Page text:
The following blog appeared in our parent company e-newsletter, HR Insights. It was written by Insight Worldwide.
It’s no longer news–to employers or to potential employees–that social media accounts offer a glimpse into the lives of applicants that has never before been possible. At least, that’s the case for those whose information is made available to the public, whether by design or by accident. This enables hiring managers to approach their applicant pool with more information than ever. But using these tools comes with several caveats–some cons to balance out the pros, both from legal and ethical standpoints. Here are some potential pitfalls as well as some good ideas to make sure you’re using these tools wisely.
Let applicants know up front that you intend to review any publicly-posted social media accounts. This allows someone to go in and modify their security settings if there is anything they would prefer not be visible to the world. Transparency is always the best policy, and one way to achieve this is to create a social media policy. (When doing so, however, keep in mind the National Labor Relations Review Board findings that social media postings can contain protected speech–anything you set out in your policy cannot infringe on an employee’s Section 7 rights. Steer clear of trying to tell applicants or employees what they can and cannot say on social media.)
Social media will make you privy to information you likely wouldn’t have otherwise, and wouldn’t have been able to find out through legal questioning. This can be through someone posting about a non-visible handicap, their religion, age, sexual orientation, and more. To protect yourself against claims that you made decisions based on this information, make sure to remember the most important rule in hiring: be consistent! Research online information from the same sources, at the same point in the application process, for every single applicant. It is best if this is done only by human resources and only after you’ve met with the applicants to avoid even the appearance of having screened based on potentially privileged characteristics.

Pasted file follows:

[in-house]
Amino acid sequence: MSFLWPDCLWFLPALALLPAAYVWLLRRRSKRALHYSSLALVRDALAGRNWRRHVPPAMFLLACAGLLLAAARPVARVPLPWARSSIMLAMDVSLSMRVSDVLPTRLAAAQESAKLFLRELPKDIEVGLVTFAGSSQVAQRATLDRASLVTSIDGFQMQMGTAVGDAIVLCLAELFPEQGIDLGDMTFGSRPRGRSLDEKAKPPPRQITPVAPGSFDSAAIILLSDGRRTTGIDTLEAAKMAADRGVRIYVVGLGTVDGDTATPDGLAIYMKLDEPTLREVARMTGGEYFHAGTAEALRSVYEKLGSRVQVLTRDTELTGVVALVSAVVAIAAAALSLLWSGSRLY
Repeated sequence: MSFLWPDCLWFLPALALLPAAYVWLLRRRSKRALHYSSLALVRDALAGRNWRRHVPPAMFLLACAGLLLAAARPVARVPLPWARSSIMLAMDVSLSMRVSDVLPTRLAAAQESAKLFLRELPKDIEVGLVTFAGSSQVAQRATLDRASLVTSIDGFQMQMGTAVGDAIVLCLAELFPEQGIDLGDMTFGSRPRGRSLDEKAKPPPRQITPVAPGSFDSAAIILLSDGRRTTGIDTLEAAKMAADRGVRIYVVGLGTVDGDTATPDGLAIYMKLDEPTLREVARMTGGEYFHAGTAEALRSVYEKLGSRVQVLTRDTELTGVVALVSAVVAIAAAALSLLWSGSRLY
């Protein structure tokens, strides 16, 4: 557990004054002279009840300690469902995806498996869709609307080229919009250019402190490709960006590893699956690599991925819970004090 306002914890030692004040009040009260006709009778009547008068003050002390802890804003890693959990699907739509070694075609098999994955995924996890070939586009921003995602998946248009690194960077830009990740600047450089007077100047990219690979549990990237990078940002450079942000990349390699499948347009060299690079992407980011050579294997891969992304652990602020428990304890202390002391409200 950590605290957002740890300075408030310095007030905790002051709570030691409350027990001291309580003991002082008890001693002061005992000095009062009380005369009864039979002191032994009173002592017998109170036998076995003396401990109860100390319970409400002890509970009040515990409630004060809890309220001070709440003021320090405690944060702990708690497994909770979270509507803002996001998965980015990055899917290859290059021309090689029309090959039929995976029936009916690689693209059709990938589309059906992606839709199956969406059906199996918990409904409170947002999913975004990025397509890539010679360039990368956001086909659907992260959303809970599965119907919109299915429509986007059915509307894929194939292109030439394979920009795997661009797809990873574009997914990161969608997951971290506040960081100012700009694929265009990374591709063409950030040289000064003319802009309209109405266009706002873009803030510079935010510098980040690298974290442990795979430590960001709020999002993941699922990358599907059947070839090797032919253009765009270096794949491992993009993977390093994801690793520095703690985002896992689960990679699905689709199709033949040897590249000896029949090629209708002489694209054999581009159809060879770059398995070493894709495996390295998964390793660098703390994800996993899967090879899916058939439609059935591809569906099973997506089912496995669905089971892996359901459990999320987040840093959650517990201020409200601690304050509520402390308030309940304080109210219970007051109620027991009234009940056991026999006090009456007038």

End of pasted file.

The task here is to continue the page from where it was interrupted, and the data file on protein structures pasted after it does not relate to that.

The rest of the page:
Document the Search
Make a note of which sites were checked. If you choose to disqualify a candidate because of something you discovered during an online search, print out a screenshot of the content and note your reason for rejection (e.g., “engages in illegal activity” or “shows bad judgment”). Not only will this help refresh your memory if you are questioned about your decision, it also protects you if the applicant deletes the offending material later, then makes a discrimination claim.
Know Your State Laws
Some states limit how much information you can use of an applicant’s off-duty actions in your decision making. Additionally, if you contract with a 3rd party to review applicants’ social media accounts, you might be reducing your own risk of using protected information, but you will also likely be subject to the Fair Credit Reporting Act. As with any other aspect of your hiring policy, always discuss any questions with your legal counsel.
Everyone has control over what they post about themselves online; however, they cannot always control what others write. Avoid reviewing information posted online by anyone other than the applicant unless it is clear the applicant endorsed it (such as references or reviews posted on LinkedIn).
Given the tremendous recruiting power of social media, it is only natural that human resource professionals will want to harness that incredible source of information to help in the hiring process itself. Incorporating these tools consistently and carefully will help protect you and your company while allowing you to make more well-informed hiring decisions.
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